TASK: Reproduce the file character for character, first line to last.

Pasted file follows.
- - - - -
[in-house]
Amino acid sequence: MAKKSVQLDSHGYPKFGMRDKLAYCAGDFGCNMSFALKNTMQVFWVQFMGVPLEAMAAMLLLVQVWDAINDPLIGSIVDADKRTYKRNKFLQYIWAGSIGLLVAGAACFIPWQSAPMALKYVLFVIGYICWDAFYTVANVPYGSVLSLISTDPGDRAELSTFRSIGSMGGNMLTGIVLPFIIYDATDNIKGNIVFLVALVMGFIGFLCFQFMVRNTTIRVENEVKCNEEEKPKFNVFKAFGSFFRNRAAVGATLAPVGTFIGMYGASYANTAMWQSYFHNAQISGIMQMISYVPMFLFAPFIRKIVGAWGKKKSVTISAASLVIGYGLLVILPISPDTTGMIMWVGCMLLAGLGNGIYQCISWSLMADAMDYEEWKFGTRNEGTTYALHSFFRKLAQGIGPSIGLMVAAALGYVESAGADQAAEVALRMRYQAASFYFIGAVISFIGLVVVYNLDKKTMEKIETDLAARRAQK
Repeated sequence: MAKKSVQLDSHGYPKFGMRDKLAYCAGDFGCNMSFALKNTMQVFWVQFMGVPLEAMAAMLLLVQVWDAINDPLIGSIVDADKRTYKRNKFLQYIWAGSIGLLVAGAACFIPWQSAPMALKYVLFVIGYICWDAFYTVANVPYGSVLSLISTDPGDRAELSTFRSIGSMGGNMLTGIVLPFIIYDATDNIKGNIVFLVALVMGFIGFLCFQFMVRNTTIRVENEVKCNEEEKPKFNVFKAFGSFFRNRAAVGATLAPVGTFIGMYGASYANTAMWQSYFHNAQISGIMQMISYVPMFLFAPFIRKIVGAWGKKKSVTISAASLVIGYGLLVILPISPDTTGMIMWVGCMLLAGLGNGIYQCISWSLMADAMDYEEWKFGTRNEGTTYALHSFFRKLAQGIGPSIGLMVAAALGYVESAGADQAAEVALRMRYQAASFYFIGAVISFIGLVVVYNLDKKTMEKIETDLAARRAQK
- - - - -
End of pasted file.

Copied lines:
[in-house]
Amino acid sequence: MAKKSVQLDSHGYPKFGMRDKLAYCAGDFGCNMSFALKNTMQVFWVQFMGVPLEAMAAMLLLVQVWDAINDPLIGSIVDADKRTYKRNKFLQYIWAGSIGLLVAGAACFIPWQSAPMALKYVLFVIGYICWDAFYTVANVPYGSVLSLISTDPGDRAELSTFRSIGSMGGNMLTGIVLPFIIYDATDNIKGNIVFLVALVMGFIGFLCFQFMVRNTTIRVENEVKCNEEEKPKFNVFKAFGSFFRNRAAVGATLAPVGTFIGMYGASYANTAMWQSYFHNAQISGIMQMISYVPMFLFAPFIRKIVGAWGKKKSVTISAASLVIGYGLLVILPISPDTTGMIMWVGCMLLAGLGNGIYQCISWSLMADAMDYEEWKFGTRNEGTTYALHSFFRKLAQGIGPSIGLMVAAALGYVESAGADQAAEVALRMRYQAASFYFIGAVISFIGLVVVYNLDKKTMEKIETDLAARRAQK
Repeated sequence: MAKKSVQLDSHGYPKFGMRDKLAYCAGDFGCNMSFALKNTMQVFWVQFMGVPLEAMAAMLLLVQVWDAINDPLIGSIVDADKRTYKRNKFLQYIWAGSIGLLVAGAACFIPWQSAPMALKYVLFVIGYICWDAFYTVANVPYGSVLSLISTDPGDRAELSTFRSIGSMGGNMLTGIVLPFIIYDATDNIKGNIVFLVALVMGFIGFLCFQFMVRNTTIRVENEVKCNEEEKPKFNVFKAFGSFFRNRAAVGATLAPVGTFIGMYGASYANTAMWQSYFHNAQISGIMQMISYVPMFLFAPFIRKIVGAWGKKKSVTISAASLVIGYGLLVILPISPDTTGMIMWVGCMLLAGLGNGIYQCISWSLMADAMDYEEWKFGTRNEGTTYALHSFFRKLAQGIGPSIGLMVAAALGYVESAGADQAAEVALRMRYQAASFYFIGAVISFIGLVVVYNLDKKTMEKIETDLAARRAQK